The 31 Flavours Dilemma Continued

Yesterday was a PA Day in our Board, and all day long, we were engaged in professional development sessions around reading, math, and well-being. During one of the afternoon sessions, we watched a favourite TED Talk of mine. Among other things, Ramsey Mussallam’s Talk always makes me remember the importance of reflection, even when reflecting can be a challenge.

Yesterday, it was Ramsey’s Talk that inspired my teaching partner, Paula, and I to do some more quiet reflection of our own. 

We really believe in the power of regular reflection, and we often spend at least an hour after school each day reflecting on our day. This includes,

  • discussing our observations around individual students.
  • looking back at documentation from the day, and talking about possible next steps.
  • looking critically at play opportunities we provided, and what changes we could make to interest other (or more) students, to extend learning, or to meet needs that we did not meet on that day. 

We’ve worked hard at creating an environment where we feel comfortable talking freely with each other, asking questions, and suggesting changes. It was this very kind of conversation that happened yesterday.

I’m not sure how the topic came up, but we spoke about the recent increased interest that students seem to have over eating right after our meeting time each morning. Why? We went back and forth with possibilities.

  • Could it be because we’re starting our indoor learning time a little later than before? Not really. Sometimes we’re actually in earlier because of the weather.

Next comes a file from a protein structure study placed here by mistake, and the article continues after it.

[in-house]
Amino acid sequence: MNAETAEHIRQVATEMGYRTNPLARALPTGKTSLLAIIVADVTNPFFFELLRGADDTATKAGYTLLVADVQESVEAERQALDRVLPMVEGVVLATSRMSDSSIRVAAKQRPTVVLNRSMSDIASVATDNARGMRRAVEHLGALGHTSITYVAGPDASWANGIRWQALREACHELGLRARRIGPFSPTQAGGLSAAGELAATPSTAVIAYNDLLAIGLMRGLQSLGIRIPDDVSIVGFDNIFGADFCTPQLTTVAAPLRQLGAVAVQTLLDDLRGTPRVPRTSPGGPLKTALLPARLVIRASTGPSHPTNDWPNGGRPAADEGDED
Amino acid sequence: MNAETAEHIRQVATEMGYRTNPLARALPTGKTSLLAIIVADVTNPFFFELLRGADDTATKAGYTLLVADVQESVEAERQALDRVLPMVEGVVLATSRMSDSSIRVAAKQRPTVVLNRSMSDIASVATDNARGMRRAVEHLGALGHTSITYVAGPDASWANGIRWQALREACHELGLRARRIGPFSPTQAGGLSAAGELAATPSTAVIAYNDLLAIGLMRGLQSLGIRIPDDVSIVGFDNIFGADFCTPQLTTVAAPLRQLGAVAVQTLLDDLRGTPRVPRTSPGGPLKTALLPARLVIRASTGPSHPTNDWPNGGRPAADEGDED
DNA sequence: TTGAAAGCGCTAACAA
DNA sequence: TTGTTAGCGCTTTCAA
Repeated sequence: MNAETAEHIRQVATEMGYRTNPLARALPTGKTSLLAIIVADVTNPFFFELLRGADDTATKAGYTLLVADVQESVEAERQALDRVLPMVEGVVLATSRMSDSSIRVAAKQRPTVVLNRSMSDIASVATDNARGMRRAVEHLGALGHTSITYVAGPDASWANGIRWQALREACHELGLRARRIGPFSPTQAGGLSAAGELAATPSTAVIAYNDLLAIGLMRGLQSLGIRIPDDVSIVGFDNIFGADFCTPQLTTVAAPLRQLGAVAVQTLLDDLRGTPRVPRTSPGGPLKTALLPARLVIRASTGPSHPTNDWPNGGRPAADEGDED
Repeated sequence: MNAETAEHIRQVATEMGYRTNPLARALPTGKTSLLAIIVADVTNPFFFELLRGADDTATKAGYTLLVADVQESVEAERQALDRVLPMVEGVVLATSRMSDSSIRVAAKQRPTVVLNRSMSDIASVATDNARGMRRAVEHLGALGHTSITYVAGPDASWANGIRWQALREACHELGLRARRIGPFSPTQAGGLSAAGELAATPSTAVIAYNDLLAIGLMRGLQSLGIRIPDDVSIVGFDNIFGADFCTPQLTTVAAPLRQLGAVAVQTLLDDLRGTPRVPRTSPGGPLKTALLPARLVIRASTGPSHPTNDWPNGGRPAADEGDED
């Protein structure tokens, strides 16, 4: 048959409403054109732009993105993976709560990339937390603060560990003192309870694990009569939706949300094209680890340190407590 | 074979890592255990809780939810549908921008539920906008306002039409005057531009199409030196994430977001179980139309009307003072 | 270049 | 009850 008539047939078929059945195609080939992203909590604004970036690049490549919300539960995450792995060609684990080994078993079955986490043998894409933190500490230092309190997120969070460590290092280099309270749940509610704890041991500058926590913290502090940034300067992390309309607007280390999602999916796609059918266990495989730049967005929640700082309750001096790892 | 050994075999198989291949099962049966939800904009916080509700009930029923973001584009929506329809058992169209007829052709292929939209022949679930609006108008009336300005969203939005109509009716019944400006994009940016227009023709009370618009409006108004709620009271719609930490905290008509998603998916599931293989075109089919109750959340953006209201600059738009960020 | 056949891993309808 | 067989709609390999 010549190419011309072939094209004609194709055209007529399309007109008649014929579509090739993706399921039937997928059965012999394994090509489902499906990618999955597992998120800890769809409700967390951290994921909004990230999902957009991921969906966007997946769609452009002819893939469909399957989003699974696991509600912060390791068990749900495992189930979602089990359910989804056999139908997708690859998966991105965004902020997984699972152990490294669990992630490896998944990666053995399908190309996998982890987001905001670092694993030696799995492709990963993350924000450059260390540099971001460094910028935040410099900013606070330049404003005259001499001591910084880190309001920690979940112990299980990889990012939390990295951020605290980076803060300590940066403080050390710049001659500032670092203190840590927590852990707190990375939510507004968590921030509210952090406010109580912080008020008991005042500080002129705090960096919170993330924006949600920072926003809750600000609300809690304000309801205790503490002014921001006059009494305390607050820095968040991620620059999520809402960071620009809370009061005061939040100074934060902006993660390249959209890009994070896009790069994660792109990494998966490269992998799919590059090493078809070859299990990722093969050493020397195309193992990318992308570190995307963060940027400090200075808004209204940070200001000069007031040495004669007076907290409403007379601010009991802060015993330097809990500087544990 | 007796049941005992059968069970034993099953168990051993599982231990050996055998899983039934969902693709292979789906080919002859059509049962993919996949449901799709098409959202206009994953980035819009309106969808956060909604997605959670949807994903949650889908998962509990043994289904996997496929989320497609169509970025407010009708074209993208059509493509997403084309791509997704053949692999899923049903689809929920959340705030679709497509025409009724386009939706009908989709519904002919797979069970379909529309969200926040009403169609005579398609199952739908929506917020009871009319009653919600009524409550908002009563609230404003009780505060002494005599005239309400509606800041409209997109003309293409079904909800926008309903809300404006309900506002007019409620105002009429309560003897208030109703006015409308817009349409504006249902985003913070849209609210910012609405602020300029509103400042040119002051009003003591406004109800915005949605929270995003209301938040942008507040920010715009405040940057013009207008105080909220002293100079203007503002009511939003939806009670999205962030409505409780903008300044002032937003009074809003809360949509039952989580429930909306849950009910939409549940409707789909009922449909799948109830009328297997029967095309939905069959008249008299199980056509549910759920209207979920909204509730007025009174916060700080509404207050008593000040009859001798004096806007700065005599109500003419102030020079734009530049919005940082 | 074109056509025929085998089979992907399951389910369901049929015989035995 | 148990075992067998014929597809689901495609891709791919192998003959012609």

• Could it be because less children are taking snacks outside with them? Maybe … although many do grab them especially if we stay in our outdoor classroom space for a little while before heading out to the forest. We could encourage more children to bring a snack out with them. Could it be more than this though?
  • Could it be because of the morning meeting time? I was initially quick to dismiss this idea. We’ve always discussed a lot during this morning meeting time. It really is the one big time that we come together as a full class each day. Lately, children have demonstrated a variety of interests, so our meeting time includes elements of all of these interests. Could it be too much?

This made me think about one of Eva Thompson‘s recent blog posts that Doug Peterson highlighted in his post from yesterday. In this post, Eva makes a connection between the “31 flavours of ice cream,” and the multitude of information/options that she presented to students at onceWas it just too much? Maybe we’re also having our own 31 flavours dilemma.

While we want to get children thinking about the different play options around the room and various ways to extend their learning from the day before, there’s only so much that a child can take in at one time. Are our Kindergarten students sitting through this meeting time and wondering, where should I go first? What could I do? We wondered if having so many possibilities laid out in front of them became overwhelming. Is sitting to eat less about “eating,” and more about sitting back, processing options, and deciding what to do first? Could this be a sitting version of wandering?